Politico: White House Email Chain Reveals Launch Fears
Top White House and health officials feared that HealthCare.gov would not work correctly and would set off a wave of bad publicity, according to emails shortly before the disastrous rollout of the Obamacare enrollment website. The emails, released Wednesday evening by House Oversight Chairman Darrell Issa, included a picture of an error message that has become emblematic of the launch debacle. They were dated Sept. 25 — less than a week before the enrollment portal opened and immediately created a crisis for the White House (Cunningham, 11/21).
NPR: Medicaid Enrollment Is Brisk Despite HealthCare.gov Troubles
Buried in the paltry enrollment numbers for the Affordable Care Act that were released last week was something that came as a surprise to many — the success states are having signing people up for the Medicaid program, which provides health care to low-income people (Rovner, 11/20).
Politico: Scott Walker Treads Own Path On ACA
Walker built his own plan on his rejection of Obamacare’s Medicaid expansion. Instead, he’s taking nearly 80,000 people off the state’s generous Medicaid program and encouraging them to join the Obamacare insurance exchange, where they can get federal subsidies. That would, in turn, make room to extend BadgerCare, as Medicaid is known there, to poorer people. He’s calling it a “creative alternative” and using it to polish his reputation as an outside-the-box innovator (Cheney, 11/20).
The Wall Street Journal: For Small Businesses, A Hidden Tax In Health Care?
Starting next year, small businesses are among those poised to bear the brunt of a little known tax created by the Affordable Care Act that will impose an annual "fee" on health-insurance companies. The fee is expected to bring in a total of $8 billion next year and as much as $14.3 billion by 2018, according to the legislation, and will be spread out among insurers based on the percent of the market they cover. But the Congressional Budget Office and industry experts say the expense will largely be passed on to small businesses and consumers who buy their own policies in the form of higher premiums (Needleman, 11/20).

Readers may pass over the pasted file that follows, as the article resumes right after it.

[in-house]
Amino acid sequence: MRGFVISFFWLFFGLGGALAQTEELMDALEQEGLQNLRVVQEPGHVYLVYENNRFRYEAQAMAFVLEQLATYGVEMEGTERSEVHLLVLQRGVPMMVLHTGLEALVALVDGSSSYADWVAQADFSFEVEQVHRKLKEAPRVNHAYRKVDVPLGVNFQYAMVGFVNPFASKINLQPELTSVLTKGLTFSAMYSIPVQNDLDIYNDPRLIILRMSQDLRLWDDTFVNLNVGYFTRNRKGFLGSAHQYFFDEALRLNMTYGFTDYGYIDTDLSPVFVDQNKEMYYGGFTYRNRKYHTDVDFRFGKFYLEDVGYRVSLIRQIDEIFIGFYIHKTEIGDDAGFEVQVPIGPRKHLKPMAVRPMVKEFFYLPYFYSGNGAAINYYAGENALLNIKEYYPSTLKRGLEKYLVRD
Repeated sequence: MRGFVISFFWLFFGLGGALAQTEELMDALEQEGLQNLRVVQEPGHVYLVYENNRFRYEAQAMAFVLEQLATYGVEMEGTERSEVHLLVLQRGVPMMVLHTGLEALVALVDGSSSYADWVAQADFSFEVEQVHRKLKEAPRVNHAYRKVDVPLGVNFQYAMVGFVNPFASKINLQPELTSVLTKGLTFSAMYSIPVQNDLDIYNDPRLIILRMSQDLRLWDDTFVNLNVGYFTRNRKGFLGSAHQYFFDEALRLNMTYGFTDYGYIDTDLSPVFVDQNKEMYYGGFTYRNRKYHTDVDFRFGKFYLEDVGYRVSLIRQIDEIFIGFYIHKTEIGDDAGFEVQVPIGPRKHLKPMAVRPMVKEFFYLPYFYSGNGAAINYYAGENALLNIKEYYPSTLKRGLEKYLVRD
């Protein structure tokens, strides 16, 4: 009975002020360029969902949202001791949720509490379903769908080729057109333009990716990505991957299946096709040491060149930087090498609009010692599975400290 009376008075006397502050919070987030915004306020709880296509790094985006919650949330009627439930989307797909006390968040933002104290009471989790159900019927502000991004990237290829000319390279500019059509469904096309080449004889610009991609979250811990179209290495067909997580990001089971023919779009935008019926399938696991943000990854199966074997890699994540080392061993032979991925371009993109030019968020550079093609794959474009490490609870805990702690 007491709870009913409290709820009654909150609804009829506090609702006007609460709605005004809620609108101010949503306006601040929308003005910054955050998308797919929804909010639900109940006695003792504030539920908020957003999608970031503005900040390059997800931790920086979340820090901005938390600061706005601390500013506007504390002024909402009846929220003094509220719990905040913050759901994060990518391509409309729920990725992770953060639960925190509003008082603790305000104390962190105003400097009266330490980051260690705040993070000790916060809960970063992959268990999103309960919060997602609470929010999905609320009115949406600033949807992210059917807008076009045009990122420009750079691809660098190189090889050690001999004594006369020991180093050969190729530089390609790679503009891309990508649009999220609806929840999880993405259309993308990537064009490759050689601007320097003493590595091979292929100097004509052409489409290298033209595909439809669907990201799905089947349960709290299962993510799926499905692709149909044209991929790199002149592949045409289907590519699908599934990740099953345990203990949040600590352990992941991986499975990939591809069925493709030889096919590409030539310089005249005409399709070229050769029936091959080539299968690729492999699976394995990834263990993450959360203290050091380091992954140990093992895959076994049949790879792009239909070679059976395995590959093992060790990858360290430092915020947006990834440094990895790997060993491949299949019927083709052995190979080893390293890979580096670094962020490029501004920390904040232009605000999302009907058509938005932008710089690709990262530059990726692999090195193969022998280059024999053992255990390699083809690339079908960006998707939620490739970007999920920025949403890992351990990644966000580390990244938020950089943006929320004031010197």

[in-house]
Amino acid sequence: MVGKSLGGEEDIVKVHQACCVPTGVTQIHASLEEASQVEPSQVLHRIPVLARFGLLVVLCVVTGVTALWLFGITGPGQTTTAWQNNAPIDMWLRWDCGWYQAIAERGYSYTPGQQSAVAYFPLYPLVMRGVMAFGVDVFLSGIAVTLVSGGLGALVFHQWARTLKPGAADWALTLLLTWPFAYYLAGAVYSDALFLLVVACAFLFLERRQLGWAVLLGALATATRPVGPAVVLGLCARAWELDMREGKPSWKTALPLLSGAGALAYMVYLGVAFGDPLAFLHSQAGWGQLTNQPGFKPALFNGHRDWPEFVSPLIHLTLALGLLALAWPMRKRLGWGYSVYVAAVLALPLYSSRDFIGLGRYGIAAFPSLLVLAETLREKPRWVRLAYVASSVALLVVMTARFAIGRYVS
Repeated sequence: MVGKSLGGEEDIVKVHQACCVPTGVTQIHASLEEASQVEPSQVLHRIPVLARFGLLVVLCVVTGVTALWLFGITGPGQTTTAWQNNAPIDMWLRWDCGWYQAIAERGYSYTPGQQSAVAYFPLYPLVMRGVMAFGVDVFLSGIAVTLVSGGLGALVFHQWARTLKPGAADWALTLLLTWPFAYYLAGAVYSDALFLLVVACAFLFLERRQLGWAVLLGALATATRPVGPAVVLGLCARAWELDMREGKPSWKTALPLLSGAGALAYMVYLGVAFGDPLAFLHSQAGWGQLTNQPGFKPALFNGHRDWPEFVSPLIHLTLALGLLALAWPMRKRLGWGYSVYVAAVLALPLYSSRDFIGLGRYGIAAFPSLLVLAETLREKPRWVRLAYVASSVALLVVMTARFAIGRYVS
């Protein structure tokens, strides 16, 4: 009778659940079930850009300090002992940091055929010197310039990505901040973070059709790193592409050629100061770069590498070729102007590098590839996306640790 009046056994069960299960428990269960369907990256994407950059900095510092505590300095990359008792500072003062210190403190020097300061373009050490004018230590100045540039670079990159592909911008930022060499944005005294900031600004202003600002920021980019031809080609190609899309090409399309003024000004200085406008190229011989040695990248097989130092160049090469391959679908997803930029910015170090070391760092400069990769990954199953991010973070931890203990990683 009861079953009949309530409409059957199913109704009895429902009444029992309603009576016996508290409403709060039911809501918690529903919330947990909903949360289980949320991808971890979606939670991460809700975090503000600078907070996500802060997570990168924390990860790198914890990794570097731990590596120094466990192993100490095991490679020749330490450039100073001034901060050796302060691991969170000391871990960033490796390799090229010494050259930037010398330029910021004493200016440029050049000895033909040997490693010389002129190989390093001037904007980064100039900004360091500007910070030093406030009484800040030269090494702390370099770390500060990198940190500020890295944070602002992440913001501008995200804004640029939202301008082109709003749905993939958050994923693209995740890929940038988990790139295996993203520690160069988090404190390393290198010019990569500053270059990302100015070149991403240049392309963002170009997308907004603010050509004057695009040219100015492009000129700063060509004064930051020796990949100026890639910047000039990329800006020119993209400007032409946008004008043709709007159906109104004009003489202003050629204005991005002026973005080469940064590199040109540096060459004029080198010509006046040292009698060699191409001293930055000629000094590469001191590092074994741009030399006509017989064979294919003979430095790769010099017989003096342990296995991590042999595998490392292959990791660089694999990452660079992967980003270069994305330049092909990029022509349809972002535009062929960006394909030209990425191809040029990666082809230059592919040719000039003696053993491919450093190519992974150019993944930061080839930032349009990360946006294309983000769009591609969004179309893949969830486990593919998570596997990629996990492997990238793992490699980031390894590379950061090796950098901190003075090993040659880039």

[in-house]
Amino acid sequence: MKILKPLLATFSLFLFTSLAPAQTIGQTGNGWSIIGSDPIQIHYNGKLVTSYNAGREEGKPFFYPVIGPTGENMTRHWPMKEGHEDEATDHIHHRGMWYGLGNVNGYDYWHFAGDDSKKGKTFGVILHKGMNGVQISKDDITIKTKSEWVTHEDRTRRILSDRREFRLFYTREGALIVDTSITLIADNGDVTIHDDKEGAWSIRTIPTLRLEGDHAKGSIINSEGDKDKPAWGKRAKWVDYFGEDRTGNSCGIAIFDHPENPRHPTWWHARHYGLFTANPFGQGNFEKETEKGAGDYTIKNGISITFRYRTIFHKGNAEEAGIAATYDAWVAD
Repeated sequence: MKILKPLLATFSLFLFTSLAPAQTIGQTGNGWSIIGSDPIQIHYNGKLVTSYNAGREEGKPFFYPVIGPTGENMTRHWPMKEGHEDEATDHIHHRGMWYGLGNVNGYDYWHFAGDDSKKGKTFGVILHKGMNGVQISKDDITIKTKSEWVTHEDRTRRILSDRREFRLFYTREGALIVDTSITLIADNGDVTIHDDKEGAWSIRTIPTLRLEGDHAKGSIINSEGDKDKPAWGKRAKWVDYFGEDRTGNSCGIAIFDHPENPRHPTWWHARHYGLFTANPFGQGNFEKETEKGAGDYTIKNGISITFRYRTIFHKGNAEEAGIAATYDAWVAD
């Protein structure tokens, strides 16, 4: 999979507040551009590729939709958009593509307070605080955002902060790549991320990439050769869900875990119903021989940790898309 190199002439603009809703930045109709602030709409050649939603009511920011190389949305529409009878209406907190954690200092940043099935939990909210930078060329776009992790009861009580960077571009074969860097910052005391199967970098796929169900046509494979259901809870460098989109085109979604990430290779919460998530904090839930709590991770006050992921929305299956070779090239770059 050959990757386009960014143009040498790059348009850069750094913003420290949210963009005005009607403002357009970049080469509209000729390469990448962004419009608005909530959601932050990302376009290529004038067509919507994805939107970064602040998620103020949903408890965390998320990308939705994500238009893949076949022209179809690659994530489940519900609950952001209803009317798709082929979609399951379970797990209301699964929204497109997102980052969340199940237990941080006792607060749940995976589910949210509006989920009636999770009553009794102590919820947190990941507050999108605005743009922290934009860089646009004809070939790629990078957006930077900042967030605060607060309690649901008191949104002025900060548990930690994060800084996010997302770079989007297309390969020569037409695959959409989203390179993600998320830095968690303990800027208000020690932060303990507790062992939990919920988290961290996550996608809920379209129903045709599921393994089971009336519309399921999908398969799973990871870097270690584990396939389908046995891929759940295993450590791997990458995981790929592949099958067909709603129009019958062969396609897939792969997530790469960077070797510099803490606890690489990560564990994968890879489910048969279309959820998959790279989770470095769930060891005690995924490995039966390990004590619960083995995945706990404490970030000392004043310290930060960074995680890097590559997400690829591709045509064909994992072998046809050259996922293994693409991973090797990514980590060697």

The Wall Street Journal: Probe Of How U.S. Agency's Medicare Move Reached Investors Hits Wall
Investigators are hitting a wall in an insider-trading probe of how a government funding decision made its way to investors before it was officially released, according to people familiar with the probe. The Securities and Exchange Commission and Federal Bureau of Investigation have been examining whether anyone in government illegally passed along information April 1 about a pending decision on Medicare payments, according to officials involved in the probe (Mullins, Eaglesham and Bartlett, 11/21).
The New York Times: G.O.P. Maps Out Waves Of Attacks Over Health Law
The memo distributed to House Republicans this week was concise and blunt, listing talking points and marching orders: “Because of Obamacare, I Lost My Insurance.” “Obamacare Increases Health Care Costs.” “The Exchanges May Not Be Secure, Putting Personal Information at Risk.” “Continue Collecting Constituent Stories” (Weisman and Stohlberg, 11/20).
Politico: The House GOP's Obamacare Playbook
The House Republican leadership is coordinating an aggressive push to keep Obamacare’s problems front and center both on Capitol Hill and around the country. The House GOP effort includes investigations by at least eight committees, subpoenas for testimony from key administration officials and an initiative by Rep. Darrell Issa, chairman of the House Oversight and Government Reform Committee, to hold hearings around the country to highlight Americans’ problems with the law (Kim and Sherman, 11/20).
The New York Times' The Caucus: In An Attack Ad, An Alaskan Voter Is Really An Actress From Maryland
In a tough new advertisement from the Koch brothers-backed Americans for Prosperity, an unnamed woman looks directly into the camera and upbraids Senator Mark Begich, Democrat of Alaska. … But there is a slight problem with the commercial. The woman is not from Alaska. She is actually an actress who lives in Maryland. And to some, the elegant kitchen she is standing in, done in French country style with granite countertops, might seem out of place somewhere as rugged and frontierlike as Alaska (Peters, 11/20).
The Wall Street Journal: Hospitals Push Coverage
Many of the city's financially strapped hospitals are scrambling to sign up people for health coverage through New York state's exchange or through Medicaid as they brace for federal cuts to providers of so-called charity care for the uninsured. At Montefiore Medical Center in the Bronx, the staff is posting insurance information on social-networking websites and giving presentations at churches and mosques. At Maimonides Medical Center in Brooklyn, officials have met with the Brooklyn Chamber of Commerce to ensure small businesses know their insurance options. Some hospitals are recruiting patients for coverage plans in emergency-room lobbies (Dawsey, 11/20).